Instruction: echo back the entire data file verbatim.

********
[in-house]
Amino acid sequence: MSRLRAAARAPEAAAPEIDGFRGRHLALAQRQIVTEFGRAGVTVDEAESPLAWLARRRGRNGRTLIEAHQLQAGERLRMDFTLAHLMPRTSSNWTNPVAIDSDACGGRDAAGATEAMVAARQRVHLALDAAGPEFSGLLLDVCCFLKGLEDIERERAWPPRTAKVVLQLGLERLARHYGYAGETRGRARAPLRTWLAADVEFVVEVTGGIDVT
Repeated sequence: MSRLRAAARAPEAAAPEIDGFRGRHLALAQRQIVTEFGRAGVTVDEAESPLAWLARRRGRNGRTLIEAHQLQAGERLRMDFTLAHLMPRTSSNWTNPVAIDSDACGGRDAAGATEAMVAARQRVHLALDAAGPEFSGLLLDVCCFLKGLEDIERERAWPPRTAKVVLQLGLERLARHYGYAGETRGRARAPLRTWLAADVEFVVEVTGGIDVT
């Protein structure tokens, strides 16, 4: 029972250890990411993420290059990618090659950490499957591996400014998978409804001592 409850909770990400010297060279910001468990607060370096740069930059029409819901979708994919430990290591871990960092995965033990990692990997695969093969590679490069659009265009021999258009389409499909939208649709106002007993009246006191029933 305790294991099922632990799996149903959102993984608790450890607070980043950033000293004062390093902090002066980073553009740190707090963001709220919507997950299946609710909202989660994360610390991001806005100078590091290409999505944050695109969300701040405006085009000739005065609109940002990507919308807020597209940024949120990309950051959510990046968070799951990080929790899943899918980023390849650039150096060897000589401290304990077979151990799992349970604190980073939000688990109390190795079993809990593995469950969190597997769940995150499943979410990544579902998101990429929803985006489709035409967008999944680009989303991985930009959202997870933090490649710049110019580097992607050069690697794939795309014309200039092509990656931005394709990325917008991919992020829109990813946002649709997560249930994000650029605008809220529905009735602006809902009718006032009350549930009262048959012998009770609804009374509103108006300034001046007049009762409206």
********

[in-house]
Amino acid sequence: MSRLRAAARAPEAAAPEIDGFRGRHLALAQRQIVTEFGRAGVTVDEAESPLAWLARRRGRNGRTLIEAHQLQAGERLRMDFTLAHLMPRTSSNWTNPVAIDSDACGGRDAAGATEAMVAARQRVHLALDAAGPEFSGLLLDVCCFLKGLEDIERERAWPPRTAKVVLQLGLERLARHYGYAGETRGRARAPLRTWLAADVEFVVEVTGGIDVT
Repeated sequence: MSRLRAAARAPEAAAPEIDGFRGRHLALAQRQIVTEFGRAGVTVDEAESPLAWLARRRGRNGRTLIEAHQLQAGERLRMDFTLAHLMPRTSSNWTNPVAIDSDACGGRDAAGATEAMVAARQRVHLALDAAGPEFSGLLLDVCCFLKGLEDIERERAWPPRTAKVVLQLGLERLARHYGYAGETRGRARAPLRTWLAADVEFVVEVTGGIDVT
């Protein structure tokens, strides 16, 4: 029972250890990411993420290059990618090659950490499957591996400014998978409804001592 409850909770990400010297060279910001468990607060370096740069930059029409819901979708994919430990290591871990960092995965033990990692990997695969093969590679490069659009265009021999258009389409499909939208649709106002007993009246006191029933 305790294991099922632990799996149903959102993984608790450890607070980043950033000293004062390093902090002066980073553009740190707090963001709220919507997950299946609710909202989660994360610390991001806005100078590091290409999505944050695109969300701040405006085009000739005065609109940002990507919308807020597209940024949120990309950051959510990046968070799951990080929790899943899918980023390849650039150096060897000589401290304990077979151990799992349970604190980073939000688990109390190795079993809990593995469950969190597997769940995150499943979410990544579902998101990429929803985006489709035409967008999944680009989303991985930009959202997870933090490649710049110019580097992607050069690697794939795309014309200039092509990656931005394709990325917008991919992020829109990813946002649709997560249930994000650029605008809220529905009735602006809902009718006032009350549930009262048959012998009770609804009374509103108006300034001046007049009762409206």